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The World Cup’s Other Labour Rights Issue: Sportswear

The global football event has brought added scrutiny to labour practices — not just in host country Qatar’s construction sector but also in the Asian garment factories that make the tournament’s official merch.
Football fans at the FIFA World Cup in Qatar.
Football fans at the FIFA World Cup in Qatar. (Getty Images)

With the semifinals only days away, the 2022 World Cup has brought heightened scrutiny to host country Qatar’s human rights record, in particular the conditions in which migrant workers built the infrastructure the global sporting event required.

But labour rights advocates say poor pay and precarious working conditions are not only the preserve of the Qatari push to construct billion-dollar stadiums and fan-packed hotels. They’re also rife in the Asian factories that produce the football jerseys worn by both players and the legions of fans who support them.

It’s an issue that’s increasingly in the spotlight. Earlier this month, The New York Times ran a major story that ran in the paper’s print issue with the headline “Luxury Soccer Jerseys, but Rock-Bottom Wages” and outlined poor pay and labour violations at some of the suppliers producing World Cup merch for sportswear giant Adidas. The week before, The Times of London also picked up on the issue.

Adidas, which expects to generate some €400 million ($423 million) in revenue as an official World Cup sponsor, has responded to the backlash over Qatar’s human rights record, publicly advocating for a compensation fund for migrant construction workers. But even as scrutiny of its supply chain mounts, support for the workers who reportedly make as little as $0.29 an hour to make the brand’s jerseys and football boots, which retail for up to $90 and $280 respectively, has been less forthcoming, according to the Worker Rights Consortium.

Greater transparency at Adidas, which discloses the suppliers contracted to make its World Cup merchandise, has given fresh impetus to rights groups, which have reported several incidents of workplace violations, some of which were picked up in the New York Times story. At an apparel supplier in Cambodia and a footwear supplier in military-occupied Myanmar (which unions urge Western brands to exit on social responsibility grounds), worker-led strikes and bargaining for better pay this year have been met with union-busting tactics and in some cases worker dismissals, while laid-off garment workers at an Indonesian supplier’s factory are still awaiting half of their legally owed severance pay, the Worker Rights Consortium said. Adidas told BoF that workers in its supply chains “are usually paid considerably higher than the local minimum wage” and has called on its Myanmar supplier to reinstate dismissed workers, in line with the brand’s commitment to honouring freedom of association.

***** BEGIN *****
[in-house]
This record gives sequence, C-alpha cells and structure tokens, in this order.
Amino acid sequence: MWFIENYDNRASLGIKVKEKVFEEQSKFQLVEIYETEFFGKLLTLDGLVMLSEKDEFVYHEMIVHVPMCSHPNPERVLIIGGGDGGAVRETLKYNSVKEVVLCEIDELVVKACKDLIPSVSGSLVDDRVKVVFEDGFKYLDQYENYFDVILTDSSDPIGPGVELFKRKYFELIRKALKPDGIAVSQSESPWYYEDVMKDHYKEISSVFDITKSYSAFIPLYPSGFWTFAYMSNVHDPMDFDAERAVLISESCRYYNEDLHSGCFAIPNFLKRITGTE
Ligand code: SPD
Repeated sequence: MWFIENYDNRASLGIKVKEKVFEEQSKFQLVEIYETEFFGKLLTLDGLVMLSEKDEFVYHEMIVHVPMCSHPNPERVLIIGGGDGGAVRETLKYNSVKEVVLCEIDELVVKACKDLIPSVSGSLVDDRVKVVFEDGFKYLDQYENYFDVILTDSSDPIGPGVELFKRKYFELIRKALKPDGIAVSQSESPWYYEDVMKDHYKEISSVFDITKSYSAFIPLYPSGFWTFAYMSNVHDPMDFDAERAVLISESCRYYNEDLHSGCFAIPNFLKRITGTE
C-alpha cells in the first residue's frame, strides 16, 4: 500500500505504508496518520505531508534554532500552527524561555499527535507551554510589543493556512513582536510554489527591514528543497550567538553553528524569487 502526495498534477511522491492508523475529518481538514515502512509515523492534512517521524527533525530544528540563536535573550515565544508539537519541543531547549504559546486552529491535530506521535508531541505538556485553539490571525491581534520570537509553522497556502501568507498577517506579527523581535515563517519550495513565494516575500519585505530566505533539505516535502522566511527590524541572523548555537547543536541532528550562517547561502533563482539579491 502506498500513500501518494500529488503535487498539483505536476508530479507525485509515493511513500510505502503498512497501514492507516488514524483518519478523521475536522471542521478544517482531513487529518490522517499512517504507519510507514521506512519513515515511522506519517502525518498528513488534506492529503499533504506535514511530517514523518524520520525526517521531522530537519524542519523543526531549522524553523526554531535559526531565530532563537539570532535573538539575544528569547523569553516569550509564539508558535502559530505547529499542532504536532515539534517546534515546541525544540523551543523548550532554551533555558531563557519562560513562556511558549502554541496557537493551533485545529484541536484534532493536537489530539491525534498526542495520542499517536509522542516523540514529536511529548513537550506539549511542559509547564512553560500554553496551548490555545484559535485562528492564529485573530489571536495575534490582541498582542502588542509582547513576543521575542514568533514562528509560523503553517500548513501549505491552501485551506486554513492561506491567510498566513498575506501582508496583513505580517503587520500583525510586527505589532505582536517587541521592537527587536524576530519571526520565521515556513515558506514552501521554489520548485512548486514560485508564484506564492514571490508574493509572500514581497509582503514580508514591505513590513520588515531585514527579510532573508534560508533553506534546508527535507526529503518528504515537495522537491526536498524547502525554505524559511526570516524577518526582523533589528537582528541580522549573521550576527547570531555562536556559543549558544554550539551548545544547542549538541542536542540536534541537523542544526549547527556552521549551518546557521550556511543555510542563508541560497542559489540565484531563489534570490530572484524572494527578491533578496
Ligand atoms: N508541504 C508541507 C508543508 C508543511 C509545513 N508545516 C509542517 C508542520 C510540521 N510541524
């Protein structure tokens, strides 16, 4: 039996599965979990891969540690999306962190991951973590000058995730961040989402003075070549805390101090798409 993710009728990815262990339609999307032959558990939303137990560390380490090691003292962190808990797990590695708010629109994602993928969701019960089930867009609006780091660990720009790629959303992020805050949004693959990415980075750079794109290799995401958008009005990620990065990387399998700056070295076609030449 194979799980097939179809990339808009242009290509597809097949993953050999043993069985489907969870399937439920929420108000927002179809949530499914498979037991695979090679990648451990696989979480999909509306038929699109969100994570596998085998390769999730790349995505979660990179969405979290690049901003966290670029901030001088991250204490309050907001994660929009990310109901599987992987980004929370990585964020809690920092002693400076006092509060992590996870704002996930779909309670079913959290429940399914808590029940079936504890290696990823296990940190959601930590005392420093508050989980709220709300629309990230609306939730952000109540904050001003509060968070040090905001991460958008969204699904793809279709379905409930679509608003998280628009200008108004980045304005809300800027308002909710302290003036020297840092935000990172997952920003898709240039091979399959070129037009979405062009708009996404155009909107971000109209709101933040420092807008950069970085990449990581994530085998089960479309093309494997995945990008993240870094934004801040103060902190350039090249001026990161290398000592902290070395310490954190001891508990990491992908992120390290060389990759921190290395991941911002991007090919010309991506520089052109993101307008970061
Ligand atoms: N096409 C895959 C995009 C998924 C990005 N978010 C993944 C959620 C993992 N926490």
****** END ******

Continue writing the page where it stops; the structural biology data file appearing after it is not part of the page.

Addias is certainly not alone. Recent investigations into factories supplying Nike, which makes jerseys for teams including England, the USA and Portugal but does not name its World Cup suppliers, found similar labour rights issues. Some 3,300 workers at a factory in Thailand, which produces sports apparel for Nike and others, are still owed more than $600,000 in wages, after they were allegedly coerced into taking unpaid leave as the pandemic struck in early 2020, according to the Worker Rights Consortium. Former workers at another apparel factory in Cambodia, whose parent company counts Nike as a major buyer, are demanding $1.4 million in pay and damages after the facility closed in June 2020, per their open letter to Nike shared by the Clean Clothes Campaign.

Sportswear’s track record on workers’ rights is roughly on a par with the wider fashion and apparel industry, according to the BoF Sustainability Index, though there are some aspects of the sportswear supply chain that, in theory, should actually make it less susceptible to labour rights issues.

Performance items like jerseys or football boots require brands to work with a niche, and therefore smaller, pool of specialised suppliers. This often results in longstanding brand-supplier partnerships, the kind that have long been touted by sustainability advocates as a crucial starting point for initiating everything from energy efficiency plans to better wages and safety for workers. But progress towards seizing this opportunity has been slow.

“There are some factories that, potentially, are producing solely for [major sports brands like] Nike,” said Thulsi Narayanasamy, director of international advocacy at the Worker Rights Consortium. “It’s quite a deliberate choice on this on the part of Nike and Adidas to not use their leverage.”

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